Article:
To adjust RGB lighting and program macro & # 39; s, you must go to the DROP online keyboard configurator, which allows you to adjust everything and then flash it directly into the keyboard memory. (This means that the adjustment will be saved regardless of which computer you connect to.)

    For those looking for a taste of the custom mechanical keyboard world, the CRTL is certainly the closest you can get without fully boarding .

    Best overall [19659022] The compact choice: DROP ALT mechanical keyboard

      Drop ALT keyboard
    Michael Crider

    If saving office space is your biggest concern, the DROP ALT has all the fantastic features and profound adjustments that the CRTL has, but in a smaller form factor. The ALT uses a keyboard layout of 65%, which means that compared to the CRTL, the special function keys and five navigation keys are missing.

    All remaining keys are grouped, which may seem to be tight, but if you take the time to adjust, you will never think about it again.

    It has the same switch options as the CRTL, and you can also get it in a high or low profile (with the high profile in black and low in gray see above.

    A mid-range option: Gloriously modular mechanical gaming keyboard

      Glorious modular mechanical keyboard
    Glorious PC gaming race

    If anything but the price of the CRTL and ALT sounds great to you, the Glorious Modular Mechanical Keyboard (GMMK) gives you a lot the same for less.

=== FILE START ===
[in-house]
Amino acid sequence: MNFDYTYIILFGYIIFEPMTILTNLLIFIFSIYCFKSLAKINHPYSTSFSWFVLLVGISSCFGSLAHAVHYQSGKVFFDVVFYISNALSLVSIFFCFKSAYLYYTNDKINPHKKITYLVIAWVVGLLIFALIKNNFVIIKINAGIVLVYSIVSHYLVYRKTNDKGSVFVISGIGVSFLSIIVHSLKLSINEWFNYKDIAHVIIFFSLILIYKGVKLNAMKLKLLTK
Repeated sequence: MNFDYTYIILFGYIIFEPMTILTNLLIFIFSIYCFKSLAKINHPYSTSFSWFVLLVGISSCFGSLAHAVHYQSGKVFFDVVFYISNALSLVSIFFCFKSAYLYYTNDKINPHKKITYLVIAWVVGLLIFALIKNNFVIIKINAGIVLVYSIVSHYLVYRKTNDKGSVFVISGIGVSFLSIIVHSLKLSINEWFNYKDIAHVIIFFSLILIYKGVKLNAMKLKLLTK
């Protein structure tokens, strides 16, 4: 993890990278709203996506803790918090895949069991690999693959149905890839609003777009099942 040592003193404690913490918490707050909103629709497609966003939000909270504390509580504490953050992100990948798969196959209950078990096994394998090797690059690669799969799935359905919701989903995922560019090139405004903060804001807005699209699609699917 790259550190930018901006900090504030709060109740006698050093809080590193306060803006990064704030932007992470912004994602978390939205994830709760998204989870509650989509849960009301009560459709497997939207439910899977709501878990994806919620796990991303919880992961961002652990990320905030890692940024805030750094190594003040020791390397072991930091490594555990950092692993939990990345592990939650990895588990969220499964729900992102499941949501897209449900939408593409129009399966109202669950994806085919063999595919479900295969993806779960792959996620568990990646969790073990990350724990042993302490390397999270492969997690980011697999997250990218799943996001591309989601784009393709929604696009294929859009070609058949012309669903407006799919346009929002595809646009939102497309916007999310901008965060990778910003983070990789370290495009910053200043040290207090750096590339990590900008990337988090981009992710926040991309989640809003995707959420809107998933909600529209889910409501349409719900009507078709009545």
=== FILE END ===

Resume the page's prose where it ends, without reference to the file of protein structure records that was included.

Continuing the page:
The keyboard is hot-swappable and you can get it in three sizes: full, TKL or 60 %.The actual board has a sand-blasted aluminum plate, keycaps made of double ABS plastic, fold-out feet around it board, and you have the option of 13 different key switches, excluding the version with barebones.

    You also get full RGB lighting and the ability to program macros if you use the GMMK software. are installs.

    The simplest option: Logitech G PRO X

      Logitech G PRO X

    If you need a safe and easy route to hot-swapping, Logitech is your best choice.

    The G PRO X has many of the same functions that we have already seen: fully customizable RGB lighting, programmable macros (although it is strangely limited to the function keys) and the choice between three switch types (GX Blue Clicky, GX Red Linear or GX Brown Tactile). While those are the only options in the box, it is worth noting that the board is compatible with any MX-style switch.

    You can also use Logitech & # 39; s G Hub software to adjust RGB lighting and program macro & # 39; s, and to create program-specific shortcuts with the easy to use design with drag and drop . It also means that you can synchronize RGB lighting with other Logitech products that you own.

    The USB-C cord is removable and the rubber feet have three angles to choose from. The board uses the TKL layout, with the only note that there are two additional buttons above the print screen and the pause keys, which enable a game mode and can adjust the brightness.

    This is definitely a case where you have a premium for simplicity, but if you want the benefits that come from buying from a more established company, it may be worth it for you.